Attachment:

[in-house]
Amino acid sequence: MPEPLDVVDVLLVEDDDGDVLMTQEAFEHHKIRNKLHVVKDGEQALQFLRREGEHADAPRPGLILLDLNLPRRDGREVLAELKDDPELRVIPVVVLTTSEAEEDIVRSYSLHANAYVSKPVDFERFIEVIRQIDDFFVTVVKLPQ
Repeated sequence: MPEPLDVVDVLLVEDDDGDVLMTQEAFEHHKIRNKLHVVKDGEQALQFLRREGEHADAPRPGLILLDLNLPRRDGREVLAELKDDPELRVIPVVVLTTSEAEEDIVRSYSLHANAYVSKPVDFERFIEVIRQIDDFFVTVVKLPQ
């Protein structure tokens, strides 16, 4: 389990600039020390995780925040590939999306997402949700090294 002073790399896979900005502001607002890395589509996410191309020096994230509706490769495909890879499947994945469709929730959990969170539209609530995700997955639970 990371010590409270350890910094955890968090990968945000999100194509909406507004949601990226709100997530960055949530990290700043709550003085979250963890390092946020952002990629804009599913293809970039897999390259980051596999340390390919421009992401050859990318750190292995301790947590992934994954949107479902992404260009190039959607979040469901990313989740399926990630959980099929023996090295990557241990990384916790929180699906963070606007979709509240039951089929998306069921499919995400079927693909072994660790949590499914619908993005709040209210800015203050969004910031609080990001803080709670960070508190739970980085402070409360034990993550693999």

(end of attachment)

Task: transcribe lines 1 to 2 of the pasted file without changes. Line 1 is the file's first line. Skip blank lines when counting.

[in-house]
Amino acid sequence: MPEPLDVVDVLLVEDDDGDVLMTQEAFEHHKIRNKLHVVKDGEQALQFLRREGEHADAPRPGLILLDLNLPRRDGREVLAELKDDPELRVIPVVVLTTSEAEEDIVRSYSLHANAYVSKPVDFERFIEVIRQIDDFFVTVVKLPQ